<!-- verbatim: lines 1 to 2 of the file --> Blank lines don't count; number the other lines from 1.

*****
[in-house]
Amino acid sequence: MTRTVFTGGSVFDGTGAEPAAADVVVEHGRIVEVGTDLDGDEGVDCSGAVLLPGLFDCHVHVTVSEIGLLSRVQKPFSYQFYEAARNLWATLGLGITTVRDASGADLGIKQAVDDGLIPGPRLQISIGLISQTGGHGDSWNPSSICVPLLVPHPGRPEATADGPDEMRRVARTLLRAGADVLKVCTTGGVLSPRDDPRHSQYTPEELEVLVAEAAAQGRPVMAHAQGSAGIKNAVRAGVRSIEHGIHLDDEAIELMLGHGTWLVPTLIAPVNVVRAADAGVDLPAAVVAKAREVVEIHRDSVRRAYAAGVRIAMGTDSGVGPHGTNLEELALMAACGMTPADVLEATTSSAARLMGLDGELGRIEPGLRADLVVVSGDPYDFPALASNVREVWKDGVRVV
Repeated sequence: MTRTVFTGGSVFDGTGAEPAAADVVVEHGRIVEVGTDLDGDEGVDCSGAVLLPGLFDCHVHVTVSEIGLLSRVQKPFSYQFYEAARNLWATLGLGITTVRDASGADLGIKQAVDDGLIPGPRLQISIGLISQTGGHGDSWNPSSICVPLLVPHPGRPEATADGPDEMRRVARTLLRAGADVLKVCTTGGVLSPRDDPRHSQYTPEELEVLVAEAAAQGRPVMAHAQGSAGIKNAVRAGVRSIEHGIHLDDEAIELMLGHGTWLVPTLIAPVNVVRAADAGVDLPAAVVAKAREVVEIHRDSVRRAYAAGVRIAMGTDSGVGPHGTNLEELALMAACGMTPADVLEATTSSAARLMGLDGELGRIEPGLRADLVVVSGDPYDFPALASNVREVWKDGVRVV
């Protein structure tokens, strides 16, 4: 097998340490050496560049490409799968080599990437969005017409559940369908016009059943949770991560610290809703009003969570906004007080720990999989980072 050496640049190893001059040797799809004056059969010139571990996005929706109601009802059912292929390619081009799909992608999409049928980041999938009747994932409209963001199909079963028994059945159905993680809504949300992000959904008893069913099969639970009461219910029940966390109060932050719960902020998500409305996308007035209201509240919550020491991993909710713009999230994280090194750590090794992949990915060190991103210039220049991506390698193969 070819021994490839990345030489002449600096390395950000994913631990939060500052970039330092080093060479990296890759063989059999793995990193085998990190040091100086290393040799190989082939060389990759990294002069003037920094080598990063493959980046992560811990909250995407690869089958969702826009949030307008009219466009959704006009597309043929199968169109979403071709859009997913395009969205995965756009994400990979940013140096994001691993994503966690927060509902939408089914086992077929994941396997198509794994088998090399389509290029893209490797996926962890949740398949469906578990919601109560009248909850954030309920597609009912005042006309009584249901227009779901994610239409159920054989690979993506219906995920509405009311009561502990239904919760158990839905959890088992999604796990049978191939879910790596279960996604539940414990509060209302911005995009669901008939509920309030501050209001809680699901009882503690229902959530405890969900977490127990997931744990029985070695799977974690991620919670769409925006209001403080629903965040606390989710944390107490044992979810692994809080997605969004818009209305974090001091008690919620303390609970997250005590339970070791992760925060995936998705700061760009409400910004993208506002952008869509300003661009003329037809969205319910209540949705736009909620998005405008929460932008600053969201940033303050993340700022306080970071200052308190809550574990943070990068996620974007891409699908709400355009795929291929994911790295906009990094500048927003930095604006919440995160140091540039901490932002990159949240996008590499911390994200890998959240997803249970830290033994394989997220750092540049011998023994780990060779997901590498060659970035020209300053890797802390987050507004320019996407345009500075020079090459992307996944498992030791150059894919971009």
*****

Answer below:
[in-house]
Amino acid sequence: MTRTVFTGGSVFDGTGAEPAAADVVVEHGRIVEVGTDLDGDEGVDCSGAVLLPGLFDCHVHVTVSEIGLLSRVQKPFSYQFYEAARNLWATLGLGITTVRDASGADLGIKQAVDDGLIPGPRLQISIGLISQTGGHGDSWNPSSICVPLLVPHPGRPEATADGPDEMRRVARTLLRAGADVLKVCTTGGVLSPRDDPRHSQYTPEELEVLVAEAAAQGRPVMAHAQGSAGIKNAVRAGVRSIEHGIHLDDEAIELMLGHGTWLVPTLIAPVNVVRAADAGVDLPAAVVAKAREVVEIHRDSVRRAYAAGVRIAMGTDSGVGPHGTNLEELALMAACGMTPADVLEATTSSAARLMGLDGELGRIEPGLRADLVVVSGDPYDFPALASNVREVWKDGVRVV